What is snow blindness?
The medical term for snow blindness is photokeratitis. Photo means light and keratitis is the inflammation of the cornea. Snow blindness is the result of your cornea being akin to sunburned. Photokeratitis is caused by damage to the eye from UV rays. Sunlight is the main source of natural UV rays . Unlike sunburn on your skin, symptoms of snow blindness indicate you’ve already been in the sun for too long.
Despite what the name suggests, you don't need to be in the presence of snow to be affected by snow blindness. Other terms for snow blindness include corneal flash burn, arc eye, welder's flash and sand man's eye.
Snow itself can reflect more than 80 per cent of UV rays. Extreme sports such as mountain climbing, snowboarding and skiing are done in high altitude where the sun UV's rays are more potent. At higher altitudes there is more snow and attached to this is the common term “Snow blindness”. You can still get snow blindness at lower altitudes, although the risk is much less, almost half in fact.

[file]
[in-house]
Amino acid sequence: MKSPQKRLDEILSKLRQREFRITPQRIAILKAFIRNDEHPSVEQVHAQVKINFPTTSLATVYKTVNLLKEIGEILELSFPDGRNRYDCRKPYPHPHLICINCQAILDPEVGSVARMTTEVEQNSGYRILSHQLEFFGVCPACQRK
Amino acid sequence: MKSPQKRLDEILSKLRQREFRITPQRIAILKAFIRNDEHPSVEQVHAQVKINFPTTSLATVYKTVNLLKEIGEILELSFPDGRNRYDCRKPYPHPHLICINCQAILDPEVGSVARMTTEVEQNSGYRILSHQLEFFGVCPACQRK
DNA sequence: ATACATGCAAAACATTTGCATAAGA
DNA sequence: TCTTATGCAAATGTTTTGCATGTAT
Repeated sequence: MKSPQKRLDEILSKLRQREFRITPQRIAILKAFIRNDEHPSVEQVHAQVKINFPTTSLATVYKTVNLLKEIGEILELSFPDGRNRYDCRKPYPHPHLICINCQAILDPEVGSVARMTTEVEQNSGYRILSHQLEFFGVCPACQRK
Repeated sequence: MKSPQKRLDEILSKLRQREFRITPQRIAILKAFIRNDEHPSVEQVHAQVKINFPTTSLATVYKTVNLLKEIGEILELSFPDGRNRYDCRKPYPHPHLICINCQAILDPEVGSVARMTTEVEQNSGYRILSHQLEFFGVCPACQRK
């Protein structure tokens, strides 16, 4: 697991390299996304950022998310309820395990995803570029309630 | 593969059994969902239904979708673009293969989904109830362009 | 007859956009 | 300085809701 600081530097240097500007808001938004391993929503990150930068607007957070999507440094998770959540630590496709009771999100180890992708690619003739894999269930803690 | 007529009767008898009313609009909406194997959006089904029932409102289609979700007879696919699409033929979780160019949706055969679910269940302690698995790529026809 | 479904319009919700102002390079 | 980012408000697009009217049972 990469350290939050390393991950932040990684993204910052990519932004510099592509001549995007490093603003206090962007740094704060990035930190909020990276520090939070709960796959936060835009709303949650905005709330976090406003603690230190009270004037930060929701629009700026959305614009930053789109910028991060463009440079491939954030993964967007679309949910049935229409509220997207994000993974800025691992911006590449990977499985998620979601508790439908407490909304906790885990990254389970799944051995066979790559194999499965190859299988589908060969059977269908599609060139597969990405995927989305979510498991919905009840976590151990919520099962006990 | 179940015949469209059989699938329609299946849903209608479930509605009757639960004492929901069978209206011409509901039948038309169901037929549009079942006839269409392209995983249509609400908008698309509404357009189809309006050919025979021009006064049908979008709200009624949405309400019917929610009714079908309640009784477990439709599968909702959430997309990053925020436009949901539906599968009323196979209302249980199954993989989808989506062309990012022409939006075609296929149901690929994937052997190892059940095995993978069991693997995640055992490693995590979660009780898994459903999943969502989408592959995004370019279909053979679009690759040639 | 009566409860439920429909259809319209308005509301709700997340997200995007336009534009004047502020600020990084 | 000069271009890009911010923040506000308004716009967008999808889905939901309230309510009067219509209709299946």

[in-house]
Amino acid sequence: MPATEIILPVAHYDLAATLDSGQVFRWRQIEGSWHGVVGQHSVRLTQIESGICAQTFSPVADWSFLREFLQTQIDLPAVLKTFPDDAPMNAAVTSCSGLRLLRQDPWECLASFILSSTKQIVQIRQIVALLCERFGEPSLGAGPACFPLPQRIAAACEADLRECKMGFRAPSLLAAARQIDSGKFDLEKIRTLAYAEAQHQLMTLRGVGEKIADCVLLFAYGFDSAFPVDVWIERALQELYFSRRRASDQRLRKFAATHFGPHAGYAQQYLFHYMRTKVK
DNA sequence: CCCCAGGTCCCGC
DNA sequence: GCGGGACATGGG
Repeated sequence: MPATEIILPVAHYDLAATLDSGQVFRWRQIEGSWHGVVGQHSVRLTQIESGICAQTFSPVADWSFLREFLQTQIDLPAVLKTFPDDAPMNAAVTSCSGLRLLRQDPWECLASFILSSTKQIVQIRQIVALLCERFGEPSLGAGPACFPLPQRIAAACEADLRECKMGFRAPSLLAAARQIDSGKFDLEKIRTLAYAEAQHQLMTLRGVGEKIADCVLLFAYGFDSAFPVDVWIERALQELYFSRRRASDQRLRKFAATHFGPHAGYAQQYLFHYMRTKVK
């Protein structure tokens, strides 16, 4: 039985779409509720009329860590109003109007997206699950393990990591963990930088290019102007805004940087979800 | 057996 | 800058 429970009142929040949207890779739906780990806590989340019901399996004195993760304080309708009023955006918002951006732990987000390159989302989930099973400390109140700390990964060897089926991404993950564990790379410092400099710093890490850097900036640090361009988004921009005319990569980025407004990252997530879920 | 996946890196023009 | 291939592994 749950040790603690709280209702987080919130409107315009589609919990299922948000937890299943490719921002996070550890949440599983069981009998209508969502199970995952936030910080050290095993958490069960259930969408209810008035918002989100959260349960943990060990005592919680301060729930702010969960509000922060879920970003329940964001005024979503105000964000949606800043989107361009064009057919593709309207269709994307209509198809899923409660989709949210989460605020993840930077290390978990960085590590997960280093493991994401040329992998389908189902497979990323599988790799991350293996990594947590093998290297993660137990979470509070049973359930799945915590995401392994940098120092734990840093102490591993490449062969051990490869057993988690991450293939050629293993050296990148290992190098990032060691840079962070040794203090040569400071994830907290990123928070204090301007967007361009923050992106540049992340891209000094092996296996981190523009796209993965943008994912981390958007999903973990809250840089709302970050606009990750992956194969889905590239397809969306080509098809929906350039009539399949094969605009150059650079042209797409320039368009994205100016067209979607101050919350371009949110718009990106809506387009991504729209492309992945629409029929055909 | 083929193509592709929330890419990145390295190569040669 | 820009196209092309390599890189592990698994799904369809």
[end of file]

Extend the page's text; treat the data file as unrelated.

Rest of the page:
Other sources of snow blindness can include UV rays off sunbeds or sparks from welding.